=============================  Appeal 858a  =============================

Panelist:                               favor
Decision:                               REVERSE

Panelist:                               elJefe
Decision:                               REVERSE

Panelist:                               Steve
Decision:                               REVERSE



Appeal initiated:                       06 Mar 1996 06:24:19 GMT
Assigned to favor (panelist):           06 Mar 1996 14:43:54 GMT
Assigned to elJefe (panelist):          06 Mar 1996 14:43:54 GMT
Assigned to Steve (panelist):           06 Mar 1996 14:43:54 GMT
favor moves to REVERSE:                 07 Mar 1996 16:35:22 GMT
Steve moves to REVERSE:                 08 Mar 1996 02:07:30 GMT
Final decision (REVERSE):               08 Mar 1996 16:52:32 GMT
elJefe moves to REVERSE:                08 Mar 1996 16:52:32 GMT


Panelist favor's Arguments:

This is a difficult one, touching on an important issue that I
think has not been heavily treated by previous Courts.  The
question at issue is exactly what constitutes a conflict
between two Rules for the purposes of Rule 1482.  It seems
clear to me that if a low-MI Rule attempts to change the meaning
of a word or words in a higher-MI Rule, and that attempt constitutes
a conflict, then the attempt fails per 1482.  It also seems
clear that *some* such attempts would count as conflicts,
and therefore fail ("The phrase 'abide by all', in the Rules
of Agora Nomic, shall mean 'ignore'.")

The remaining question, then, is whether or not there are *any*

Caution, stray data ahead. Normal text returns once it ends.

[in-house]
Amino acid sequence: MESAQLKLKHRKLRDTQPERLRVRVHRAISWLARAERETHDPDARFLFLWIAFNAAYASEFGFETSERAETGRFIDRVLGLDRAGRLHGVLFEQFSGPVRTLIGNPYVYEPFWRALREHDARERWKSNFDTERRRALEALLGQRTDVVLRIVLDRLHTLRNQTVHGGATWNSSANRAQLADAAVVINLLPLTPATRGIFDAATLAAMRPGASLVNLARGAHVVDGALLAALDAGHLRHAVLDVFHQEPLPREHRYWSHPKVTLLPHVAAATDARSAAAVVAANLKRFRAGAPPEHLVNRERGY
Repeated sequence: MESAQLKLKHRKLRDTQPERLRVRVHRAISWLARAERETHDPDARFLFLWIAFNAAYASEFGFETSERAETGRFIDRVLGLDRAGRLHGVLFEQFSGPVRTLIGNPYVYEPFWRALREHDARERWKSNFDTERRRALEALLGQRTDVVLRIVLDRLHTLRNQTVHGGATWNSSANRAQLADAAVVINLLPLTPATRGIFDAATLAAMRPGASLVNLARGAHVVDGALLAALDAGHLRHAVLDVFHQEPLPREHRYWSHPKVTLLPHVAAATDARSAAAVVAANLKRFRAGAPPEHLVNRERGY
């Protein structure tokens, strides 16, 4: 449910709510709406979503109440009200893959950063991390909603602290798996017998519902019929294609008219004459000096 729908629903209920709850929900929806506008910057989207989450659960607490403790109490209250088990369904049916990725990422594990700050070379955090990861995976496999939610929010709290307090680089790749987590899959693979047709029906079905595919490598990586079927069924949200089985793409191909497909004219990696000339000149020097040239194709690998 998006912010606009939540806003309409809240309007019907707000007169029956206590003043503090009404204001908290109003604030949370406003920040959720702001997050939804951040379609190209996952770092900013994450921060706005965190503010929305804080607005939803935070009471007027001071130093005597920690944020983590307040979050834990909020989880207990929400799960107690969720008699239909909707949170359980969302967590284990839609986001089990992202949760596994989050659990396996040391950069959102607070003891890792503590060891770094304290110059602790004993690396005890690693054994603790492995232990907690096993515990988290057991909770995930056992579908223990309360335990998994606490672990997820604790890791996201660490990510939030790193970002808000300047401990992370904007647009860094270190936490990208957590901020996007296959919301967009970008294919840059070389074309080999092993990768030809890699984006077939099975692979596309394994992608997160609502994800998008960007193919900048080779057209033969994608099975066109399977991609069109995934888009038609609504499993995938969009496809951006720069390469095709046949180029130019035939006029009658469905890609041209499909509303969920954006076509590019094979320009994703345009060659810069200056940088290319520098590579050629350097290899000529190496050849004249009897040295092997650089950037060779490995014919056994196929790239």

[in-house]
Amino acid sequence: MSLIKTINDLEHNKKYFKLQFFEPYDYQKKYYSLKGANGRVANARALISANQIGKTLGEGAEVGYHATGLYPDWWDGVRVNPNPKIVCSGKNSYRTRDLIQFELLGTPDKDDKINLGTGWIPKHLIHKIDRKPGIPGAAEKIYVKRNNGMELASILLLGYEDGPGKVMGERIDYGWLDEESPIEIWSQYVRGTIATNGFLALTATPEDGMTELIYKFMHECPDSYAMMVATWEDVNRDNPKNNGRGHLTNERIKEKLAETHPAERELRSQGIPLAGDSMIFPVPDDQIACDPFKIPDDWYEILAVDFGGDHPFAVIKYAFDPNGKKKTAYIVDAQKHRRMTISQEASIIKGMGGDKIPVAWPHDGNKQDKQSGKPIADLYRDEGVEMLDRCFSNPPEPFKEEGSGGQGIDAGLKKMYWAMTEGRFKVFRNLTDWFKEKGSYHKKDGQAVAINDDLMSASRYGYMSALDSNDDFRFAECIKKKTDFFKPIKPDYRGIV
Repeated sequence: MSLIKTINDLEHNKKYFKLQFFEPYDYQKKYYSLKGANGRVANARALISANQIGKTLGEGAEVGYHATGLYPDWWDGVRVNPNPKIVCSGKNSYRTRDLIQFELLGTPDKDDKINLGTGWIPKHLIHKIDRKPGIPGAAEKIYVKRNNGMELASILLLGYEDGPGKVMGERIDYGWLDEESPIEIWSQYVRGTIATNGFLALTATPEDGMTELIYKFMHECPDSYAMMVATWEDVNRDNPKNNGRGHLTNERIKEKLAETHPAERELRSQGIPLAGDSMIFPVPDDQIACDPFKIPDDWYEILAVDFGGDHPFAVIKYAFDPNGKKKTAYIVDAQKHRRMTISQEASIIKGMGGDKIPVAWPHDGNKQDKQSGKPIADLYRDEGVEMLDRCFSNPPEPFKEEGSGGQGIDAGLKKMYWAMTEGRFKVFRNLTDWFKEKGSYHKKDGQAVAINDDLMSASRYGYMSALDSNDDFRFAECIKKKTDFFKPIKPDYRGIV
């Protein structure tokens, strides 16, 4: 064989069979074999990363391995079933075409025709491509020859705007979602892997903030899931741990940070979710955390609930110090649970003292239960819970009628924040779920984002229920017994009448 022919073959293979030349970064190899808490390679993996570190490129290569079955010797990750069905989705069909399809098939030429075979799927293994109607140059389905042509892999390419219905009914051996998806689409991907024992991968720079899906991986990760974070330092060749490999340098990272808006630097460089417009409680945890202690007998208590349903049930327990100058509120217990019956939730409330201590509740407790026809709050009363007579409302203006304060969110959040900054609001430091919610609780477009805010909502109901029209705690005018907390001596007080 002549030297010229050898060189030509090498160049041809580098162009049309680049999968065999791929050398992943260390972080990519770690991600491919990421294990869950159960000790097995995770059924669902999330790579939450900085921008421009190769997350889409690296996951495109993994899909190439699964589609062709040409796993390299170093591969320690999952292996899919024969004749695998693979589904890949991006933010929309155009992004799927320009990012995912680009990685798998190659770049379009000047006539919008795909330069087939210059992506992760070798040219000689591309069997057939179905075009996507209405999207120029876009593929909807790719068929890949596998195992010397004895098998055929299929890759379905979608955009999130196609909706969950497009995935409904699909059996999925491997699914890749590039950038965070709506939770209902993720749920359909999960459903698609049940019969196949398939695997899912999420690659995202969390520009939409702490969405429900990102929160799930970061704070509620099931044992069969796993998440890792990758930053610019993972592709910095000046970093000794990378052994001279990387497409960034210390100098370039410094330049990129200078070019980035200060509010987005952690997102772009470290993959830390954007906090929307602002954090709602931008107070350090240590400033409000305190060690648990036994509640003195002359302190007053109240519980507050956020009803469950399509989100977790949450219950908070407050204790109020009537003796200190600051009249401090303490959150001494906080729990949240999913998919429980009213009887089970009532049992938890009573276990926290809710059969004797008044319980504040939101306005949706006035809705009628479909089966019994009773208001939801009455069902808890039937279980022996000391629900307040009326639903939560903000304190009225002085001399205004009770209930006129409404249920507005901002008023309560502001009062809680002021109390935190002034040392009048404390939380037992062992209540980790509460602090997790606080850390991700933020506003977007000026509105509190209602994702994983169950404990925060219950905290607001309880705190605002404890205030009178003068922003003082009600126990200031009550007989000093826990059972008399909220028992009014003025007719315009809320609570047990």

changes of meaning which would *not* count as conflicts for
the purposes of 1482.  One obvious candidate is a change of
meaning which is simply a clarification of a word that is not
otherwise defined in the Rules, changing the meaning only by
making it tighter and better-defined.  For instance, a rigorous
set of Rules which defined just what an "action" is in
Game terms should be able to touch the meaning of "action"
in Rule 1011, even if the Rule doing the defining was only
MI=1, as long as this touching did not fundamentally alter
the import and functioning of the higher-MI Rule.  A
rigorous definition of what it means to have "legal force"
should be able to touch the use of that term in Rule 114,
without having to be MI=3.  If some high-MI Rule makes a
passing reference to a Nomic Week, it should be possible
for a change to the low-MI Nomic Week Rule to touch the
meaning of that high-MI Rule at that point, without
requiring a higher VI.

I therefore find that the Statement here is FALSE, because
there are circumstances under which it is not true.  While
there are many cases in which a change to the meaning of
a word *would* fail per 1482, there are also some in
which it would not, because it would not be per se a
conflict.  The electorate, and in extremis the Courts,
will have to determine for themselves where each
individual case falls on the continuum.

It would be possible to find otherwise, and by finding
FALSE I may be leaving open a loophole in the Mutability
system through which demons will escape to plague the
community.  But I believe that the danger of that is
outweighed by the desire to keep flexibility in the
Ruleset, and not require elaborate and difficult
actions (such as passing Proposals with unusual AIs)
to acheive mundane ends (such as adjusting the meaning
of a word).


Panelist Steve's Arguments:

I'd like to begin by thanking Favor, Eljefe and Vanyel for the
valuable contributions they have made to the discussions about
this Statement. As a result of them, I think a consensus view has
emerged about how the issues raised by the Statement should be
treated, a result which I think constitutes valuable progress.

Although the other Justices, Favor and Eljefe, will doubtless
give similar arguments to the ones I give here, I think it is
worth including my own individual take on the subject.

I think the CFJ was motivated by a desire to see prohibited a
process which I have called 'amendment by stealth'. An example
of amendment by stealth would be a Rule which stated that, for